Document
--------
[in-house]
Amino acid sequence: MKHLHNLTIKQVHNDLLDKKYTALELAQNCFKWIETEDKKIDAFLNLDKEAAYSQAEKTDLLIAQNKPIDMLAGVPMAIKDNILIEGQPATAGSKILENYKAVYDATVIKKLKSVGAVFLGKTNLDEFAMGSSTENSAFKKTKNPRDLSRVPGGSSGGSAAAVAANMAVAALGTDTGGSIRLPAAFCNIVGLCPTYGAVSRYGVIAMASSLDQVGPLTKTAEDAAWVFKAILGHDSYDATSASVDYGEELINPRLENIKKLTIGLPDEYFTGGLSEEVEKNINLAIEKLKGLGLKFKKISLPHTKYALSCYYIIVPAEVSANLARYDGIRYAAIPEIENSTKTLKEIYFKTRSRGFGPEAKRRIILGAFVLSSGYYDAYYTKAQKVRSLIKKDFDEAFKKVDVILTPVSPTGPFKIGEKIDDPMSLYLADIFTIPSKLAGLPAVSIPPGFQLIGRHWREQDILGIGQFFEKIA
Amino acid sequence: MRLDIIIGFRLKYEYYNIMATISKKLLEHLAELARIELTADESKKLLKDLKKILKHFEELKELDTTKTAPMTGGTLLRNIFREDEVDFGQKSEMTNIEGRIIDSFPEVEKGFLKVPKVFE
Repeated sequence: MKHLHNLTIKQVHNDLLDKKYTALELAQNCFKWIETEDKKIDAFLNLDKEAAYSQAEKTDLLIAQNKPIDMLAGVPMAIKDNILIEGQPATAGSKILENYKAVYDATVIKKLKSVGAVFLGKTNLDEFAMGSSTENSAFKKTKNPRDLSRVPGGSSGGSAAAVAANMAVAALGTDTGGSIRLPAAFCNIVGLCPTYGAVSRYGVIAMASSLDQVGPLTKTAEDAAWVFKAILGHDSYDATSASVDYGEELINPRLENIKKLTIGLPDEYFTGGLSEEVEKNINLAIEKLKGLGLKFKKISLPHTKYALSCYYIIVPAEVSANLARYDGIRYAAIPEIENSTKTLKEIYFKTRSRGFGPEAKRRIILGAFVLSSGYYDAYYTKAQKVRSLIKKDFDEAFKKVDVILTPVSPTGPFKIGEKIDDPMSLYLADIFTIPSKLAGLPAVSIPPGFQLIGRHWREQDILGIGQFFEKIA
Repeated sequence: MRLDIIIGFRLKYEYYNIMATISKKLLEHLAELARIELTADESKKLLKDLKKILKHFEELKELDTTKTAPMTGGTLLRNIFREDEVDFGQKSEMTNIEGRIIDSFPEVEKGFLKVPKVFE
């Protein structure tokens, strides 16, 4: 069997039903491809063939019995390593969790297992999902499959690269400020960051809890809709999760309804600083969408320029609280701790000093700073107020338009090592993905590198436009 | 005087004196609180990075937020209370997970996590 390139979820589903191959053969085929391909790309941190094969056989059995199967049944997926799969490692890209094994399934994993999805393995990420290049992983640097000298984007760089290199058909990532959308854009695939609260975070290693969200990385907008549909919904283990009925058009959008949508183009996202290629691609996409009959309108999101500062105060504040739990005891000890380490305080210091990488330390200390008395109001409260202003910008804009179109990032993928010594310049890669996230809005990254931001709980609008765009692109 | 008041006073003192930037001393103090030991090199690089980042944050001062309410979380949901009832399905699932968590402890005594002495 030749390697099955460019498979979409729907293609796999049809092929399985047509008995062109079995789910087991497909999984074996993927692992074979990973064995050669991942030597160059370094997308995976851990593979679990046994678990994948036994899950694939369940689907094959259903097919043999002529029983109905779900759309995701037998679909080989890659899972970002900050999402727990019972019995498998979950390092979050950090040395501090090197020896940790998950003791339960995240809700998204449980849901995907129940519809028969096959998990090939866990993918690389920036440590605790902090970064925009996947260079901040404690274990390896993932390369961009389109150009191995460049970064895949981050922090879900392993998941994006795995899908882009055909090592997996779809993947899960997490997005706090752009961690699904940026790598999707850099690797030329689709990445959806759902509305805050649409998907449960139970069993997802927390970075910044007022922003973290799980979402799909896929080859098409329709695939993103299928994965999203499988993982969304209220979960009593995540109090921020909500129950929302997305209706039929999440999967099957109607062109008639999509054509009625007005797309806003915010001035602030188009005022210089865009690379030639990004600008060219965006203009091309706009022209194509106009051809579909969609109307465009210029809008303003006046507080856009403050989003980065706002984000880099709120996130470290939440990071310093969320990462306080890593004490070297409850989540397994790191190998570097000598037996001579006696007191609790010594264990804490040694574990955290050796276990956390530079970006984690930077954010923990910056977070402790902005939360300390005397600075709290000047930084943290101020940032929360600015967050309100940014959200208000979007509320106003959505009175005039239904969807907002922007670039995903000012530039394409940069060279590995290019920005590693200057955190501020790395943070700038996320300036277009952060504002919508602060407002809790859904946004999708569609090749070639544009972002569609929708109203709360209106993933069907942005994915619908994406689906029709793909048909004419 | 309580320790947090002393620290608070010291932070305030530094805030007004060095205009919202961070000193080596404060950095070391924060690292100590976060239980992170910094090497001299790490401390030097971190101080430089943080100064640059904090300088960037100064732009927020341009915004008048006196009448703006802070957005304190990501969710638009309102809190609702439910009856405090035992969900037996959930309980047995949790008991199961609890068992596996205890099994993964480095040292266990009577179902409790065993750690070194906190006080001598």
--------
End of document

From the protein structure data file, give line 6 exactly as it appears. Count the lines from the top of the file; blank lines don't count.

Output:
């Protein structure tokens, strides 16, 4: 069997039903491809063939019995390593969790297992999902499959690269400020960051809890809709999760309804600083969408320029609280701790000093700073107020338009090592993905590198436009 | 005087004196609180990075937020209370997970996590 390139979820589903191959053969085929391909790309941190094969056989059995199967049944997926799969490692890209094994399934994993999805393995990420290049992983640097000298984007760089290199058909990532959308854009695939609260975070290693969200990385907008549909919904283990009925058009959008949508183009996202290629691609996409009959309108999101500062105060504040739990005891000890380490305080210091990488330390200390008395109001409260202003910008804009179109990032993928010594310049890669996230809005990254931001709980609008765009692109 | 008041006073003192930037001393103090030991090199690089980042944050001062309410979380949901009832399905699932968590402890005594002495 030749390697099955460019498979979409729907293609796999049809092929399985047509008995062109079995789910087991497909999984074996993927692992074979990973064995050669991942030597160059370094997308995976851990593979679990046994678990994948036994899950694939369940689907094959259903097919043999002529029983109905779900759309995701037998679909080989890659899972970002900050999402727990019972019995498998979950390092979050950090040395501090090197020896940790998950003791339960995240809700998204449980849901995907129940519809028969096959998990090939866990993918690389920036440590605790902090970064925009996947260079901040404690274990390896993932390369961009389109150009191995460049970064895949981050922090879900392993998941994006795995899908882009055909090592997996779809993947899960997490997005706090752009961690699904940026790598999707850099690797030329689709990445959806759902509305805050649409998907449960139970069993997802927390970075910044007022922003973290799980979402799909896929080859098409329709695939993103299928994965999203499988993982969304209220979960009593995540109090921020909500129950929302997305209706039929999440999967099957109607062109008639999509054509009625007005797309806003915010001035602030188009005022210089865009690379030639990004600008060219965006203009091309706009022209194509106009051809579909969609109307465009210029809008303003006046507080856009403050989003980065706002984000880099709120996130470290939440990071310093969320990462306080890593004490070297409850989540397994790191190998570097000598037996001579006696007191609790010594264990804490040694574990955290050796276990956390530079970006984690930077954010923990910056977070402790902005939360300390005397600075709290000047930084943290101020940032929360600015967050309100940014959200208000979007509320106003959505009175005039239904969807907002922007670039995903000012530039394409940069060279590995290019920005590693200057955190501020790395943070700038996320300036277009952060504002919508602060407002809790859904946004999708569609090749070639544009972002569609929708109203709360209106993933069907942005994915619908994406689906029709793909048909004419 | 309580320790947090002393620290608070010291932070305030530094805030007004060095205009919202961070000193080596404060950095070391924060690292100590976060239980992170910094090497001299790490401390030097971190101080430089943080100064640059904090300088960037100064732009927020341009915004008048006196009448703006802070957005304190990501969710638009309102809190609702439910009856405090035992969900037996959930309980047995949790008991199961609890068992596996205890099994993964480095040292266990009577179902409790065993750690070194906190006080001598």